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Properties 4

get me and set me!

 

 

What we have in this page?

 

 
  1. Adding the Account Class

  2. Creating Account Class Properties

 

 

Adding the Account Class

 

The next stage involves creating the Account class, using the Generic C++ Class Wizard in very much the same way.

 

1.        Add a class named Account to the project used in the previous exercise, in exactly the same way as you added the Bank class.

 

Adding a new generic C++ class named Account to the project

 

Entering the new class information using the Class Wizard

 

 The header file named Account.h that looks like this:

#pragma once

 

ref class Account

{

   public:

      Account(void);

};

and an implementation file Account.cpp, that looks like this:

#include "StdAfx.h"

#include "Account.h"

 

Account::Account(void)

{     }

2.  Add some structure to the Account class. Accounts will have an account number, a balance, and an overdraft limit, so add three private members to the Account class definition in Account.h, like this:

long accNumber;   // the account number

double balance;   // the current balance

double limit;     // the overdraft limit

Adding some structure to the Account class

 

3.  Edit the constructor definition and implementation as follows so that three values are passed in and used to initialize these three variables. Add the following to the Account.h under the public:

Account(long num, double bal, double lim);

Editing the constructor definition and implementation so that three values are passed in and used to initialize these three variables

 

4.        And edit the Account.cpp file as shown below:

Account::Account(long num, double bal, double lim)

{

   Console::WriteLine(L"Account: constructor");

   // Basic sanity check

   if (num < 0 || lim < 0)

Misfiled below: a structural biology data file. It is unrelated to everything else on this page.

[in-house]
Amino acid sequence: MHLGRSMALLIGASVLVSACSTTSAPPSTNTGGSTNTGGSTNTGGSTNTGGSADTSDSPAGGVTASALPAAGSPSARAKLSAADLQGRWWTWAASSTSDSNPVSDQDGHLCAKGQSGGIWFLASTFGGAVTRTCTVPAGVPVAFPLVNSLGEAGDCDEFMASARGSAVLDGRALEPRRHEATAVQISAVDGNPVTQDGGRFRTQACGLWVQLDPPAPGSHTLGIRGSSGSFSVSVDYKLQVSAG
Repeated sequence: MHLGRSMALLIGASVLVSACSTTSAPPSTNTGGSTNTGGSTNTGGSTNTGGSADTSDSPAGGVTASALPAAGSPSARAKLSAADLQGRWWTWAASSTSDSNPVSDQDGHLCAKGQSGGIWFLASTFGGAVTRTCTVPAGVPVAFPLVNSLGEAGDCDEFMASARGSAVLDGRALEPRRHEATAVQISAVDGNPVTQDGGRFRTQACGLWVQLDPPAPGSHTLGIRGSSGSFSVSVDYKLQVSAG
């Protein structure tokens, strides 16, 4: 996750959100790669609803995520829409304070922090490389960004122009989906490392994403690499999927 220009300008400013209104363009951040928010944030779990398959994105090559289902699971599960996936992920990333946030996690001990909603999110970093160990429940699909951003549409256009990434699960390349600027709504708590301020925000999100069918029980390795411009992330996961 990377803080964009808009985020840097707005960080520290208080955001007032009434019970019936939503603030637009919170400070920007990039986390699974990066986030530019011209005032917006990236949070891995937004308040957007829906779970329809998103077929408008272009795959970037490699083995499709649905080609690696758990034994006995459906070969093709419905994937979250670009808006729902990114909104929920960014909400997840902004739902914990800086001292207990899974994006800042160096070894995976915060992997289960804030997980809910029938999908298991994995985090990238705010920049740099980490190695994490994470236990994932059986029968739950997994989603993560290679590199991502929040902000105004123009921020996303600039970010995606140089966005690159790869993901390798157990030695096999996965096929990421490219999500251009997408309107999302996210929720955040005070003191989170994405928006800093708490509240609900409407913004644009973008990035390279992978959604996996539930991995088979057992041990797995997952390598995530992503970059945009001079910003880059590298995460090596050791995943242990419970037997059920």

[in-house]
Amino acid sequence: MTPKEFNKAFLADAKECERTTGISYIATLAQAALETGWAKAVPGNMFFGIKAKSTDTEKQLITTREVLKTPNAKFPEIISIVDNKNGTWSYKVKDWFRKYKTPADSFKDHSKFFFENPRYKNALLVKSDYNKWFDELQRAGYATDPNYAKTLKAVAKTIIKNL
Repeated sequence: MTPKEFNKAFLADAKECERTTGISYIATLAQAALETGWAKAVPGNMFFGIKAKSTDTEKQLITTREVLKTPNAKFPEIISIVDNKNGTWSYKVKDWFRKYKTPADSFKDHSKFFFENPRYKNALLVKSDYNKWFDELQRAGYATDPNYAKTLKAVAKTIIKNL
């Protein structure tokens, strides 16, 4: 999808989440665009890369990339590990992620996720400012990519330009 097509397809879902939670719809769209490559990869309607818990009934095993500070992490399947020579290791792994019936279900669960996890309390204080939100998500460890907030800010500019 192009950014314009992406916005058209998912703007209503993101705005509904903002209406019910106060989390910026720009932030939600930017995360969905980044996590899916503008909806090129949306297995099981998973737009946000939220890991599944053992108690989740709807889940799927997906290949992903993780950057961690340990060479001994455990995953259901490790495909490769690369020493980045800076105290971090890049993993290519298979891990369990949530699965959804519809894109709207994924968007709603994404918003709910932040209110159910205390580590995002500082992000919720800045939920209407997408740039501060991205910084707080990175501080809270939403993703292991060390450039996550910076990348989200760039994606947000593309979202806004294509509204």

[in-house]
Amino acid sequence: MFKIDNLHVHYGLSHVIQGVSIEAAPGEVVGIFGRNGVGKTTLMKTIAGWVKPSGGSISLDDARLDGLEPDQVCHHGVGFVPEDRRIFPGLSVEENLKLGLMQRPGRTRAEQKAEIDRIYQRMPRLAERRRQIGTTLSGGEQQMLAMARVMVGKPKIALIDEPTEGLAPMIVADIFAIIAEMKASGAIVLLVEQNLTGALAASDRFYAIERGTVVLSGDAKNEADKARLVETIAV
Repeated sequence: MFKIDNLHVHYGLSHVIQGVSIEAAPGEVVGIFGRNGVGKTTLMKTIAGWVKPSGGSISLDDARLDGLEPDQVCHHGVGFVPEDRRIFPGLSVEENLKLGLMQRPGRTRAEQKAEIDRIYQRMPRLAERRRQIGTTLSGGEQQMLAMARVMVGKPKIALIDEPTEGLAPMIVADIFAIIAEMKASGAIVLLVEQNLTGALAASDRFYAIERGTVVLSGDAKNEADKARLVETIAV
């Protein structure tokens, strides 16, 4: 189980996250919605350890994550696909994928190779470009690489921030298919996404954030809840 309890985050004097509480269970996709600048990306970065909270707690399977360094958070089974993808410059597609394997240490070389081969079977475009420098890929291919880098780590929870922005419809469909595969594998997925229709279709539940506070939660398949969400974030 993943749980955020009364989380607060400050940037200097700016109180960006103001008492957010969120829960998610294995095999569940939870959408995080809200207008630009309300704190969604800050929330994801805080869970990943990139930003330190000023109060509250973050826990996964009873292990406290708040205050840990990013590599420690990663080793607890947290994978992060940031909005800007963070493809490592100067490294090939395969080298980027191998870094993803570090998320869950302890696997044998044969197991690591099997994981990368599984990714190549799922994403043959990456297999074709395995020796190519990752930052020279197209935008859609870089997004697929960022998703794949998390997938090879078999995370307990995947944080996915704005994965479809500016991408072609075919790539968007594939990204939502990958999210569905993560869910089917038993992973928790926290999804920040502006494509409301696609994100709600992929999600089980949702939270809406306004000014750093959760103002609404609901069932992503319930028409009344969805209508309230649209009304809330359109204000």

throw gcnew ArgumentException(L"Bad arguments to constructor");

   // Initialize values

   accNumber = num;

   balance = bal;

   limit = lim;

}

Editing the Account.cpp source codes file  

 

5.   Again, because we are using the Console::WriteLine, we must include the using namespace System;.  Add the following after the #include preprocessor directive.

using namespace System;

Including the using namespace System; into the Account.cpp file

 

The basic sanity check simply checks that the account number and overdraft limit aren’t negative, and it throws an ArgumentException if they are.

 

Creating Account Class Properties

 

Once the Account class has been constructed, you can add properties to allow access to the three data members. All three members are scalar so the properties are easy to implement.

 

1.        Add a public get method to Account.h to allow read-only access to the account number, as shown here:

property long AccountNumber

{

   long get() { return accNumber; }

}

2.  You can add the function definition inline in the class definition. Remember to put it in the public section! You also need to add a read-only property for the balance member as shown below because in real life, you don’t want people simply modifying the balances in their accounts from code.

property double Balance

{

   double get() { return balance; }

}

3.        Add a read/write property for the overdraft limit because it’s quite possible that the limit might get changed from time to time.

property double Limit

{

   double get() { return limit; }

   void set(double lim)

   {

      if (lim < 0)

        throw gcnew ArgumentException(L"Limit can’t be negative");

      limit = lim;

   }

}

4.   You’ll need to add a using namespace System; line or fully qualify the name of ArgumentException before the code will compile. So add using namespace System; to the Account.h. Our final code is shown below.

#pragma once

 

using namespace System;

 

ref class Account

{

   long accNumber;   // the account number

   double balance;   // the current balance

   double limit;     // the overdraft limit

   public:

      Account(long num, double bal, double lim);

      property long AccountNumber

      {

         long get() { return accNumber; }

      }

      property double Balance

      {

         double get() { return balance; }

      }

      property double Limit

      {

         double get() { return limit; }

         void set(double lim)

         {

            if (lim < 0)

              throw gcnew ArgumentException(L"Limit can’t be negative");

            limit = lim;

         }

    }

};

5.    Test out your implementation by adding some code to the main() function in Banker.cpp to create a new Account object and access its properties. Include the Account.h file, #include "Account.h" and then add the following code to create an Account object, like this:

 

// Create an Account object

Account^ theAccount = gcnew Account(123456, 0.0, 0.0);

 

Including the Account.h file, #include "Account.h" and adding codes to create an Account object

 

6.        Build and run your program. The following output should be expected.

 

Property - console program output sample

 

 

 

Part 1 | Part 2 | Part 3 | Part 4 | Part 5 | Part 6 | Part 7

 


 

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